Luke 13:11-12. And, behold, there was a woman which had a spirit of infirmity eighteen years, and was bowed together, and could in no wise lift up herself. And when Jesus saw her, he called her to him, and said unto her, woman, thou art loosed from thine infirmity.

Observe the word “Behold” here. Sometimes, in old books, they used to put a hand in the margin to call attention to something special in the text, so, this word seems as though nobody in the synagogue was worthy of such special notice as the most forlorn and desolate individual there: “a woman which had a spirit of infirmity eighteen years, and who bowed together, and could in no wise lift up herself.” It was to be a happy sabbath for her, though she did not know it. She used to go to the synagogue, though it must have been painful for her to be present; possibly, she could not even see the minister, she was so “bowed together.” It must have been a great surprise to her when the Saviour called her to him, and said to her, “Woman, thou art loosed from thine infirmity.”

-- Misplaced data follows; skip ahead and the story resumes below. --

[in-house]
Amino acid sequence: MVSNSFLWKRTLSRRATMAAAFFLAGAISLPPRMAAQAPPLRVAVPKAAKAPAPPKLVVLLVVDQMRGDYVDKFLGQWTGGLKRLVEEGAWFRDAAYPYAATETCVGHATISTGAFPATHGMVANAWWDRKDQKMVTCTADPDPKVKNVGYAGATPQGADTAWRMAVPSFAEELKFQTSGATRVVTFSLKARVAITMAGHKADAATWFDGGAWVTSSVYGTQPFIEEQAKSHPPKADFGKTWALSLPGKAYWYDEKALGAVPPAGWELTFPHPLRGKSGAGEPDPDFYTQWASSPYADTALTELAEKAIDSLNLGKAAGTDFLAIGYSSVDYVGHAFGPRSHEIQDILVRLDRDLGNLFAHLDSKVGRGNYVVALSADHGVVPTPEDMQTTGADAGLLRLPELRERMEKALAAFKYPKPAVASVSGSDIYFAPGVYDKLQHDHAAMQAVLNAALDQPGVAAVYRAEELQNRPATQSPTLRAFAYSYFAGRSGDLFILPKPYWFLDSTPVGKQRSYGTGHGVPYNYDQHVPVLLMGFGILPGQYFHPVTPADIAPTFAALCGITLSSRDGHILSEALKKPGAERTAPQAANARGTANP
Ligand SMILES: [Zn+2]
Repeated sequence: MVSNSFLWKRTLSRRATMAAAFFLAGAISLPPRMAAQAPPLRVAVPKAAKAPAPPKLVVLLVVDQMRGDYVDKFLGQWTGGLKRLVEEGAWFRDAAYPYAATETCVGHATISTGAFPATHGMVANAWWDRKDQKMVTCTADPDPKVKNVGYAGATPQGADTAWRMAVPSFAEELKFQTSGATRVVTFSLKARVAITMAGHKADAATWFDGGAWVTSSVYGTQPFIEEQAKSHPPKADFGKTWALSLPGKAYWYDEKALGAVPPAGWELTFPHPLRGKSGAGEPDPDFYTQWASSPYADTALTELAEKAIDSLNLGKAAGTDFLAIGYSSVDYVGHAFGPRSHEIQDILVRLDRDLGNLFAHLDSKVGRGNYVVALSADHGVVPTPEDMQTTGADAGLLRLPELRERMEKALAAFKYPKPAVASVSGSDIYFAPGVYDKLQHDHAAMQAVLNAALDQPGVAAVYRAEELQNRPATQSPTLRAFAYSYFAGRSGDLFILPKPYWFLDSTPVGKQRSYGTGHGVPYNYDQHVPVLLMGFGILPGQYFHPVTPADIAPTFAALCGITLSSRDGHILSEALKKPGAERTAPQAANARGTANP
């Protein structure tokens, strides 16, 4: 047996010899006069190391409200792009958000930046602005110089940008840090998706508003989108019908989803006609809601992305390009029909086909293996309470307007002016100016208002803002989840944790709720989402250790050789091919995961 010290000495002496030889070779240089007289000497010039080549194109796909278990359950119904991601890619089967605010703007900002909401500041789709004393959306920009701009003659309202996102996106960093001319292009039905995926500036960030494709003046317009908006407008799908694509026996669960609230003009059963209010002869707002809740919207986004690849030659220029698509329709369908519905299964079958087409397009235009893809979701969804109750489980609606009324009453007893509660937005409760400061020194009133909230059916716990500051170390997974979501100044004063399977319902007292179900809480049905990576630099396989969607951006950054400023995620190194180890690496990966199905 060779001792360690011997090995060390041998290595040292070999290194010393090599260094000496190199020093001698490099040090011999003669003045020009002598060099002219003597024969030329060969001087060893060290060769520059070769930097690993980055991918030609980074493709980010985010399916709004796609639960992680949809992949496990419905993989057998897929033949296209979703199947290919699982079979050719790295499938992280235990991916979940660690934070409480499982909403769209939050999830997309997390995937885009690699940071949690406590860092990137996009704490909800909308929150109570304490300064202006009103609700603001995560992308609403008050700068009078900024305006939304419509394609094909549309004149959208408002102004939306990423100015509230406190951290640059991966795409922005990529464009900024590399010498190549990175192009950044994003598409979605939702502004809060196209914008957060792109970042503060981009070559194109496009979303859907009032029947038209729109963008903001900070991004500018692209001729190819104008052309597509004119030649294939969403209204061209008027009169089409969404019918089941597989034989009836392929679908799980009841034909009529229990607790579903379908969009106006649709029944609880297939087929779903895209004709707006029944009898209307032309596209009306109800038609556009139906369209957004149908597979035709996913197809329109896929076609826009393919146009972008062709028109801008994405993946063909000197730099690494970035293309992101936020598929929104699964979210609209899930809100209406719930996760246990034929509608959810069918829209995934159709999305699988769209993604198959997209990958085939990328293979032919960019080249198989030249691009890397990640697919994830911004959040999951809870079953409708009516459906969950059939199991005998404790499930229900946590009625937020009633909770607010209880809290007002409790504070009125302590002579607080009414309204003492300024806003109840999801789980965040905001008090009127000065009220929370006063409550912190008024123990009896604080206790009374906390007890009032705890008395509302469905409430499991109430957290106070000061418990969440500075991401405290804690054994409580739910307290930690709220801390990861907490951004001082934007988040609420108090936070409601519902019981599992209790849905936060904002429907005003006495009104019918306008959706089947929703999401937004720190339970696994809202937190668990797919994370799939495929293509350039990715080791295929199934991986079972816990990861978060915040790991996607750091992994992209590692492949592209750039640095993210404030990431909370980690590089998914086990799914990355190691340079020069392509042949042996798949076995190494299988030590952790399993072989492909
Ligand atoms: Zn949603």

Luke 13:13. And he laid his hands on her: and immediately he was made straight, and glorified God.

I should think she did. We have no record of what she said; she may have merely cried out, “Hallelujah”; but the very look of her, her streaming eyes filled with gratitude, her face beaming with delight, all tended to glorify God. Even if she had said nothing, her being made straight would of itself have glorified God; and, just as that once crooked woman could glorify God, so can a guilty sinner, crushed and helpless, glorify God. It was when Christ’s hands were laid upon her that she was made straight. Oh, that he would lay his hands on some of you! May this be to you the saving Sabbath of the year, that God may be glorified in you.

Luke 13:14. And the ruler of the synagogue answered with indignation,